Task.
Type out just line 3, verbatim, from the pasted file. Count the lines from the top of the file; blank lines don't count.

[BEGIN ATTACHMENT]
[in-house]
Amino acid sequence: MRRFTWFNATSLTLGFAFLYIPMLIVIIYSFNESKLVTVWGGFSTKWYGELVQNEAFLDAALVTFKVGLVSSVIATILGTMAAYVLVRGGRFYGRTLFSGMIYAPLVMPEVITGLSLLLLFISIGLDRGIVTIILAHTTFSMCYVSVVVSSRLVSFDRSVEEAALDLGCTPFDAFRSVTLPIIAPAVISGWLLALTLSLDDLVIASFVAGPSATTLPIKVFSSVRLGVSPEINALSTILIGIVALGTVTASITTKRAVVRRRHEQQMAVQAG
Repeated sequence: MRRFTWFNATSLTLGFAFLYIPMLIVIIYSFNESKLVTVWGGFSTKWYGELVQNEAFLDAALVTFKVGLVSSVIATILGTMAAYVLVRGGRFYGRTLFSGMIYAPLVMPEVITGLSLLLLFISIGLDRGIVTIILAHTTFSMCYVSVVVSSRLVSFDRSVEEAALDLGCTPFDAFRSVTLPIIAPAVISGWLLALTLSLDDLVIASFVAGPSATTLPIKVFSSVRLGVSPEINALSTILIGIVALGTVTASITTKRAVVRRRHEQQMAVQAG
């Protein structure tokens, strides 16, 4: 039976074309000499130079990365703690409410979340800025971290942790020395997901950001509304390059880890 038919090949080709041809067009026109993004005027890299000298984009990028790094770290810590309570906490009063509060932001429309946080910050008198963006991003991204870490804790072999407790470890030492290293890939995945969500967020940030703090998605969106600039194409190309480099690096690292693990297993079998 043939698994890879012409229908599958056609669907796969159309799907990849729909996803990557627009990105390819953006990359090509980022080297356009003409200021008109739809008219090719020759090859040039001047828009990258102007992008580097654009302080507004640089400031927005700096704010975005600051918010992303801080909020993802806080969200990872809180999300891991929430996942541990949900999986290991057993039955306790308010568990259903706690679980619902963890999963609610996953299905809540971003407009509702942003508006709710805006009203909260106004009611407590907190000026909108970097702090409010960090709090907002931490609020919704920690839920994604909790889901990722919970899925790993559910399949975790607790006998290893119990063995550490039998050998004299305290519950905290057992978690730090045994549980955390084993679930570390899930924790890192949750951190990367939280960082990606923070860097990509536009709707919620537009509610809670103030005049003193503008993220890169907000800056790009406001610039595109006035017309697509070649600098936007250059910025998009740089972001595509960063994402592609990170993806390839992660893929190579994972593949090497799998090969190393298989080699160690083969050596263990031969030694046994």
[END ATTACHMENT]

Repeated sequence: MRRFTWFNATSLTLGFAFLYIPMLIVIIYSFNESKLVTVWGGFSTKWYGELVQNEAFLDAALVTFKVGLVSSVIATILGTMAAYVLVRGGRFYGRTLFSGMIYAPLVMPEVITGLSLLLLFISIGLDRGIVTIILAHTTFSMCYVSVVVSSRLVSFDRSVEEAALDLGCTPFDAFRSVTLPIIAPAVISGWLLALTLSLDDLVIASFVAGPSATTLPIKVFSSVRLGVSPEINALSTILIGIVALGTVTASITTKRAVVRRRHEQQMAVQAG